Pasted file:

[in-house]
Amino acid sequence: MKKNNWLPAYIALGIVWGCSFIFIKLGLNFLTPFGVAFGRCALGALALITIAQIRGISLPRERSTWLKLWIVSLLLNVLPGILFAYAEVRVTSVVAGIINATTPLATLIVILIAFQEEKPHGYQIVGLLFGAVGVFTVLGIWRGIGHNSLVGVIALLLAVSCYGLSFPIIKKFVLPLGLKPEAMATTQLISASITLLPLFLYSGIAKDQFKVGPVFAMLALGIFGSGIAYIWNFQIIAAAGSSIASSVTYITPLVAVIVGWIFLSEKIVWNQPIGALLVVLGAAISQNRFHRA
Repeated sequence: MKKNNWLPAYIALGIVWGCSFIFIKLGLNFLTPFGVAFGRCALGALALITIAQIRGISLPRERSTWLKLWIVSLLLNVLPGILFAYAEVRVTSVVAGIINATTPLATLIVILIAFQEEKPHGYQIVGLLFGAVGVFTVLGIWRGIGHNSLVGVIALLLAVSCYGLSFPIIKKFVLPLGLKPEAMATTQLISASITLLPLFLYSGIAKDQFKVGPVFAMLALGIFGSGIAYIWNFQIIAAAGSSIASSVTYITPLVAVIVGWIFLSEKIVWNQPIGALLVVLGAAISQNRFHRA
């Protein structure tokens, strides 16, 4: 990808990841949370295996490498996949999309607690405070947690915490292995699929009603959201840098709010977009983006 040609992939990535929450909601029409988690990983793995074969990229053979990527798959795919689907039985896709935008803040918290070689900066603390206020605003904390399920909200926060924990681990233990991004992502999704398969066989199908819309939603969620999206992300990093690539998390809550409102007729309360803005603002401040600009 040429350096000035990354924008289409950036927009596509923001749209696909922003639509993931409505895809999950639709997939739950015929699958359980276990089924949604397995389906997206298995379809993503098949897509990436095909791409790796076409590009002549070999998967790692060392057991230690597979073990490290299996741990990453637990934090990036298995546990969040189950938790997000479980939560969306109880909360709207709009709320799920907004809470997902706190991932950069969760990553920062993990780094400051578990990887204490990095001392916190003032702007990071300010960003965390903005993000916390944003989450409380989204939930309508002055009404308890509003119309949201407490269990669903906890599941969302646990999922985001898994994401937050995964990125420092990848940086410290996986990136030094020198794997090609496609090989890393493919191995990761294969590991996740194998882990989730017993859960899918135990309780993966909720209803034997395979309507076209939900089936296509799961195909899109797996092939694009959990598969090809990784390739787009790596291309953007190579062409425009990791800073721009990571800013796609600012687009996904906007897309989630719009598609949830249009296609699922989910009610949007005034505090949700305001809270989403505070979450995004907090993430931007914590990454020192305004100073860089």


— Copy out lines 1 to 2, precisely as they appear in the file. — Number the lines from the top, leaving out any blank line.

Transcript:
[in-house]
Amino acid sequence: MKKNNWLPAYIALGIVWGCSFIFIKLGLNFLTPFGVAFGRCALGALALITIAQIRGISLPRERSTWLKLWIVSLLLNVLPGILFAYAEVRVTSVVAGIINATTPLATLIVILIAFQEEKPHGYQIVGLLFGAVGVFTVLGIWRGIGHNSLVGVIALLLAVSCYGLSFPIIKKFVLPLGLKPEAMATTQLISASITLLPLFLYSGIAKDQFKVGPVFAMLALGIFGSGIAYIWNFQIIAAAGSSIASSVTYITPLVAVIVGWIFLSEKIVWNQPIGALLVVLGAAISQNRFHRA